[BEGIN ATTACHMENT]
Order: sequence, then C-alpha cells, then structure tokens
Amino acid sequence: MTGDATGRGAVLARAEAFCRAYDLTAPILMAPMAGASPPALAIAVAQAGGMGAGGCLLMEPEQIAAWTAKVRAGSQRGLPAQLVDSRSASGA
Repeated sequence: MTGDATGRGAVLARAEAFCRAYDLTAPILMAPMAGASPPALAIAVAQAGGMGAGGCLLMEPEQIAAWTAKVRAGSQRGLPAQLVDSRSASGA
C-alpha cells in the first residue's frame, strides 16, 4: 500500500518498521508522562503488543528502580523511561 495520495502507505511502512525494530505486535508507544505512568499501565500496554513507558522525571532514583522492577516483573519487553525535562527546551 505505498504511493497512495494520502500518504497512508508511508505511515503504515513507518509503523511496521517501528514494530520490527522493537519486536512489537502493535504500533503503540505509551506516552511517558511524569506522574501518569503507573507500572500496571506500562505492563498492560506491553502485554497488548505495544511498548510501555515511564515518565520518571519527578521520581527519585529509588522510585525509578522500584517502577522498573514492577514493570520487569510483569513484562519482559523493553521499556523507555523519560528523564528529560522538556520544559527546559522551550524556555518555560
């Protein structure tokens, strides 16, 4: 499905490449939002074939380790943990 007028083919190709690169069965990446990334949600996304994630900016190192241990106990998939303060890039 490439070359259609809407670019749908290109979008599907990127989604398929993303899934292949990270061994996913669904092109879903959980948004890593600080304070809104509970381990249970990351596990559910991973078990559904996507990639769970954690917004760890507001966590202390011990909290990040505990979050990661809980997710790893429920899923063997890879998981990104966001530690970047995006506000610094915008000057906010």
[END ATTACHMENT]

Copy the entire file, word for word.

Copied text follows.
Order: sequence, then C-alpha cells, then structure tokens
Amino acid sequence: MTGDATGRGAVLARAEAFCRAYDLTAPILMAPMAGASPPALAIAVAQAGGMGAGGCLLMEPEQIAAWTAKVRAGSQRGLPAQLVDSRSASGA
Repeated sequence: MTGDATGRGAVLARAEAFCRAYDLTAPILMAPMAGASPPALAIAVAQAGGMGAGGCLLMEPEQIAAWTAKVRAGSQRGLPAQLVDSRSASGA
C-alpha cells in the first residue's frame, strides 16, 4: 500500500518498521508522562503488543528502580523511561 495520495502507505511502512525494530505486535508507544505512568499501565500496554513507558522525571532514583522492577516483573519487553525535562527546551 505505498504511493497512495494520502500518504497512508508511508505511515503504515513507518509503523511496521517501528514494530520490527522493537519486536512489537502493535504500533503503540505509551506516552511517558511524569506522574501518569503507573507500572500496571506500562505492563498492560506491553502485554497488548505495544511498548510501555515511564515518565520518571519527578521520581527519585529509588522510585525509578522500584517502577522498573514492577514493570520487569510483569513484562519482559523493553521499556523507555523519560528523564528529560522538556520544559527546559522551550524556555518555560
């Protein structure tokens, strides 16, 4: 499905490449939002074939380790943990 007028083919190709690169069965990446990334949600996304994630900016190192241990106990998939303060890039 490439070359259609809407670019749908290109979008599907990127989604398929993303899934292949990270061994996913669904092109879903959980948004890593600080304070809104509970381990249970990351596990559910991973078990559904996507990639769970954690917004760890507001966590202390011990909290990040505990979050990661809980997710790893429920899923063997890879998981990104966001530690970047995006506000610094915008000057906010």